Wyoming v. United States Department of the Interior

493 F. Supp. 3d 1046 (2020)

From our private database of 45,900+ case briefs, written and edited by humans—never with AI.

Wyoming v. United States Department of the Interior

United States District Court for the District of Wyoming
493 F. Supp. 3d 1046 (2020)

Facts

Associated natural gas is gas produced during an oil well’s normal production. Associated natural gas that could not be easily captured was typically disposed of by venting (i.e., releasing the gas into the atmosphere) or flaring (i.e., burning the gas). Venting and flaring both waste the same amount of gas. However, because methane is a potent greenhouse gas, venting methane into the atmosphere raised significant global-climate-change concerns. By contrast, flaring the methane turns the gas into nitrogen oxides that primarily impacts only local air pollution. The United States Secretary of the Interior (defendant), through the federal Bureau of Land Management (BLM), had the statutory authority under the Mineral Leasing Act (MLA) to prevent undue waste of federal and Indian mineral resources. Accordingly, the BLM regulated venting and flaring with respect to oil-and-gas leases covering federal and Indian lands. In 2017, the BLM promulgated a rule that, among other things, (1) prohibited venting except in limited situations, (2) set a volume of allowable flared gas and required operators to capture a certain percentage of associated natural gas produced per month, and (3) imposed inspection and repair requirements on operators to combat gas leaks. The BLM’s rule went further than some existing Environmental Protection Agency (EPA) air-quality regulations and also required states, localities, and tribes to seek variances from the BLM if any EPA-approved standards for those entities conflicted with the BLM’s rule. The BLM considered the rule’s costs to include engineering costs related to updating and repairing equipment but concluded that those costs were outweighed by benefits including cost savings from the recovery and sale of the associated natural gas and the environmental benefits of reducing global methane emissions. The State of Wyoming (plaintiff) petitioned for review of the BLM’s rule, arguing that the BLM was using the rule to regulate oil-and-gas-related air pollution, which was a matter reserved solely for the EPA under the Clean Air Act (CAA), and that the rule exceeded the scope of the BLM’s authority under the MLA.

Rule of Law

Issue

Holding and Reasoning (Skavdahl, J.)

What to do next…

  1. Unlock this case brief with a free (no-commitment) trial membership of Quimbee.

    You’ll be in good company: Quimbee is one of the most widely used and trusted sites for law students, serving more than 736,000 law students since 2011. Some law schools—such as Yale, Berkeley, and Northwestern—even subscribe directly to Quimbee for all their law students.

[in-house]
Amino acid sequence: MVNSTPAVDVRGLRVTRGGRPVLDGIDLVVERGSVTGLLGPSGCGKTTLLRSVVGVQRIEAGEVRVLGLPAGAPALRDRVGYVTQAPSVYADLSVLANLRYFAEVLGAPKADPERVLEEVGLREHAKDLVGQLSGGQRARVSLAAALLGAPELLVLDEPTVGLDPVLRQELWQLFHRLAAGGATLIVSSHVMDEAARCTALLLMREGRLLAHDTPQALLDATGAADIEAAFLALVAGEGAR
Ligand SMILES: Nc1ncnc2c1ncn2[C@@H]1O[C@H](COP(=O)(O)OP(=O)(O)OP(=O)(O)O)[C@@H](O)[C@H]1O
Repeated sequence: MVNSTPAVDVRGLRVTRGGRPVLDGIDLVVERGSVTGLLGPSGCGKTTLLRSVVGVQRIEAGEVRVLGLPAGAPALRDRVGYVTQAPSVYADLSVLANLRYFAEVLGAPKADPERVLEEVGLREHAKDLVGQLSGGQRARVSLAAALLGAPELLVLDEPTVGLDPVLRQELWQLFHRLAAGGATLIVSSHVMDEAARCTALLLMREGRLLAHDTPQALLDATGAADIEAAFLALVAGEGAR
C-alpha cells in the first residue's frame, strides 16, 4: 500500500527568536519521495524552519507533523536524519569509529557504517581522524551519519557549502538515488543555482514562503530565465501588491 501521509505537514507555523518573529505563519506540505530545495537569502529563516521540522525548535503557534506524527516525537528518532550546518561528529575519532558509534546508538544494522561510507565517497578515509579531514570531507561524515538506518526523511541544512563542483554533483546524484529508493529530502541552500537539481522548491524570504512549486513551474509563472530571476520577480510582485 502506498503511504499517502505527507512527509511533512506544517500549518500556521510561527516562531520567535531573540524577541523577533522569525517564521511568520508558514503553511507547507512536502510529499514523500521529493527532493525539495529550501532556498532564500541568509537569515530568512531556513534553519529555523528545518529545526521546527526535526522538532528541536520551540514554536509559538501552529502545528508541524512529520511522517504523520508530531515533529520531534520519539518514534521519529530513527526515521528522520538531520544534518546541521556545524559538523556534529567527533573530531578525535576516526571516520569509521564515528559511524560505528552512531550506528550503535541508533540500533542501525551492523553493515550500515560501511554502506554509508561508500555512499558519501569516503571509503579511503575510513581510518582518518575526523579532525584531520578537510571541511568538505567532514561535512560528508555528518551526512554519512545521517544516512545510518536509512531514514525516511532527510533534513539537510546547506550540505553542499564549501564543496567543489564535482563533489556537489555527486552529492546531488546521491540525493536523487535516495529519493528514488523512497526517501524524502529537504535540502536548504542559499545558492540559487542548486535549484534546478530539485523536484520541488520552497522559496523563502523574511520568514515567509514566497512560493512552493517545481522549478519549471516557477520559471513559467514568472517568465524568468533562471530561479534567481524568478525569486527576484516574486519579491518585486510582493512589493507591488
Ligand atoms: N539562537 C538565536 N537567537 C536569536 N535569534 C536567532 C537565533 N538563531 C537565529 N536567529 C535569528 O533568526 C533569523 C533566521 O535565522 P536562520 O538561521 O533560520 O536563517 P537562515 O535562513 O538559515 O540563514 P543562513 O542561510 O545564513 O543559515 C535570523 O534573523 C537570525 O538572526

Unlock this case briefRead our student testimonials
  2. Learn more about Quimbee’s unique (and proven) approach to achieving great grades at law school.

    Quimbee is a company hell-bent on one thing: helping you get an “A” in every course you take in law school, so you can graduate at the top of your class and get a high-paying law job. We’re not just a study aid for law students; we’re the study aid for law students.

    Learn about our approachRead more about Quimbee

Here's why 736,000 law students have relied on our case briefs:

  • Written by law professors and practitioners, not other law students. 45,900 briefs, keyed to 984 casebooks. Top-notch customer support.
  • The right amount of information, includes the facts, issues, rule of law, holding and reasoning, and any concurrences and dissents.
  • Access in your classes, works on your mobile and tablet. Massive library of related video lessons and high quality multiple-choice questions.
  • Easy to use, uniform format for every case brief. Written in plain English, not in legalese. Our briefs summarize and simplify; they don’t just repeat the court’s language.

Access this case brief for FREE

With a 7-day free trial membership
Here's why 736,000 law students have relied on our case briefs:
  • Reliable - written by law professors and practitioners, not other law students
  • The right length and amount of information - includes the facts, issue, rule of law, holding and reasoning, and any concurrences and dissents
  • Access in your class - works on your mobile and tablet
  • 45,900 briefs - keyed to 984 casebooks
  • Uniform format for every case brief
  • Written in plain English - not in legalese and not just repeating the court's language
  • Massive library of related video lessons - and practice questions
  • Top-notch customer support

Access this case brief for FREE

With a 7-day free trial membership